New products prevent infestation without chemicals.
By Meghan E. Murphy
Following the trend in the rest of the pet industry, consumers looking to prevent pests from munching on their pets are seeking out natural products.
Yet in a sector where chemicals have long reigned, even manufacturers say that the effectiveness of natural pest prevention products is a big challenge.
“The biggest challenge is changing the perception of natural products for pest control,” said Stephanie Boone, founder and president of Wondercide in Austin, Texas. “Efficacy and safety are the two biggest concerns for pet owners.”
The creators of the latest products say that their offerings, which approach prevention in new ways, work in all natural ways that won’t harm pets.
“Only recently have pet owners started to doubt the safety and efficacy of traditional synthetic pesticides and made a grass roots effort to support natural and holistic change,” Boone said.
Similar to the latest trends in pet toys and food, pet pest prevention is increasingly seeing customers concerned about the safety of what they’re putting on their pets.
“The green market is one of the most important new markets that has opened up, which is why almost every chemical company is trying to go green,” said Melissa Rogers, a co-founder of Shoo!Tag in Austin, Texas.
Retailers and manufacturers of natural products say chemicals can cause side effects and are subject to resistance.
“What we’ve seen in the industry is that the more poison you put out there, the more resistant the insects are becoming,” said Kathy Heiney, chief operating officer for Shoo!Tag.
Consumers and retailers are not only questioning the traditional methods of flea and tick prevention, but also are becoming increasingly educated on the topic, said Merritt Goldstein of Earth Animal, natural product manufacturer and retailer in Westport, Conn.
Goldstein said that in recent years customers and retailers have been asking for their product rather than having to be told about it.
“Many stores are in the same boat as the people, they don’t want to sell the chemicals,” Goldstein said. “It’s really spreading across the country.”
The challenge for manufacturers and retailers of green, natural products is proving to customers that their products work.
“I’ve had a hard time trying to get customers to use the natural way,” said Laura Amiton, owner of Health Pets Northwest, Alberta in Portland, Ore.
Her customers have questions about the success of natural products and don’t understand how to make the natural way work. Instead, they choose the convenient chemical solution, she said.
Founders of some of the latest natural pest prevention products, including Boone, say their products were created after they tried everything on the market. Boone soought out the natural alternatives for her dog: Brewer’s yeast, garlic, lemon water, but none worked.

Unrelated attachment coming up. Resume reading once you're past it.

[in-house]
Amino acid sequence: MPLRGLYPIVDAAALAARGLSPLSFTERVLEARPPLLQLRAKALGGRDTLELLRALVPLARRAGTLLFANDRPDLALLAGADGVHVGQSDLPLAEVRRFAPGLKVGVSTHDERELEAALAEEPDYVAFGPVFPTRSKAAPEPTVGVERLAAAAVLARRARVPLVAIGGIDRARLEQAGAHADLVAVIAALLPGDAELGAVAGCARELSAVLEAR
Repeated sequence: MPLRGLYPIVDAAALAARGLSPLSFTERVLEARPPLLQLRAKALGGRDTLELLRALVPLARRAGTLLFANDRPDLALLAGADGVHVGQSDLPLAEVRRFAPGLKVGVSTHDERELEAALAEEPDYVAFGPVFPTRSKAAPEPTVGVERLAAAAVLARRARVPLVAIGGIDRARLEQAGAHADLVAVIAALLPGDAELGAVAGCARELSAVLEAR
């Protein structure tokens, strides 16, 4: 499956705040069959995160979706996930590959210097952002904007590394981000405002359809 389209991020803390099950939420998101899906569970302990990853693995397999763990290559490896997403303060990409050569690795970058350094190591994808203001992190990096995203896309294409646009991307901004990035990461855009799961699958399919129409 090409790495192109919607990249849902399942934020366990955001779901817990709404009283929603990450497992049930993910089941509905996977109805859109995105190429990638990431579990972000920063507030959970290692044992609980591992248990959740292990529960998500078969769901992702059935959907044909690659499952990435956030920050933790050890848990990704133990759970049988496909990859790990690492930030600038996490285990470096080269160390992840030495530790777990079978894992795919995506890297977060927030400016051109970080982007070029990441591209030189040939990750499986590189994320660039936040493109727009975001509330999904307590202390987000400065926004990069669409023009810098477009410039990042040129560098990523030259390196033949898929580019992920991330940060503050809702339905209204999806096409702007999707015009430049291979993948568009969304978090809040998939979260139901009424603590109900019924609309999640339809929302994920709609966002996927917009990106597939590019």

Customers’ similar experiences with natural products have made them wary about buying something new.
That’s why Heiney and Melissa Rogers, co-founders of Shoo!Tag, offer free samples to pet and store owners. The pair even expanded their line of tags, which uses biodynamics to repel insects, to include a human version. That way, the pet owners can see the tags work on themselves.
“We have spent extensive time educating distributors and giving out free tags,” Rogers said.
Amiton offers a 100 percent guarantee on all the products in her store, encouraging customers to try the natural way. While she sees about a 50 percent return on pest prevention products, she’s passionate that the products work if used correctly.
Randy Klein, owner of Whiskers Holistic Pet Store in New York City, said she hasn’t seen many new products on the market for natural pest prevention, but she educates customers on how to use the natural products that are already on the market.
A New Perspective
One of the reasons education is so important in natural pest prevention is because the market takes a whole different approach.
While chemical drops include a poison that kills pests, natural products focus on both the pet’s health and treating the whole environment.
Amiton believes educating her customers about treating the home, as well as the animal, is the biggest challenge.
“Many people think the product is not working because they haven’t treated the home,” Amiton said. To do this, she recommends Diatom Dust, an insect powder by Natural Animal to eliminate flea eggs.
Shoo!Tag reports that it uses a whole new science—the animal’s own electromagnetic frequency—to repel pests.
“When we launched, we knew that most people don’t understand this realm,” Rogers said.
The Tick Key focuses not on killing the bug but on removing it safely, preventing the tick from releasing harmful toxins into the animal and making the bug a less daunting prospect for pet owners, said company co-founder Donna Libby of Goshen, Conn.
Earth Animal offers a three-step flea prevention program that treats the animal from the inside-out. The technique focuses on vitamins that make the pet healthy and make their blood bitter so pests don’t bite them. There’s also a spray for the coat for when a pet is going outside.
“It’s a whole new way of thinking,” Goldstein said.
For those who are looking for an all-natural option, though, experts say that the small learning curve is worth it for retailers and customers.
“People really don’t want to put poisons on their pet and get them on their kids and themselves,” Rogers said.
This article first appeared in the March 2010 issue of Natural Pet Product Merchandiser
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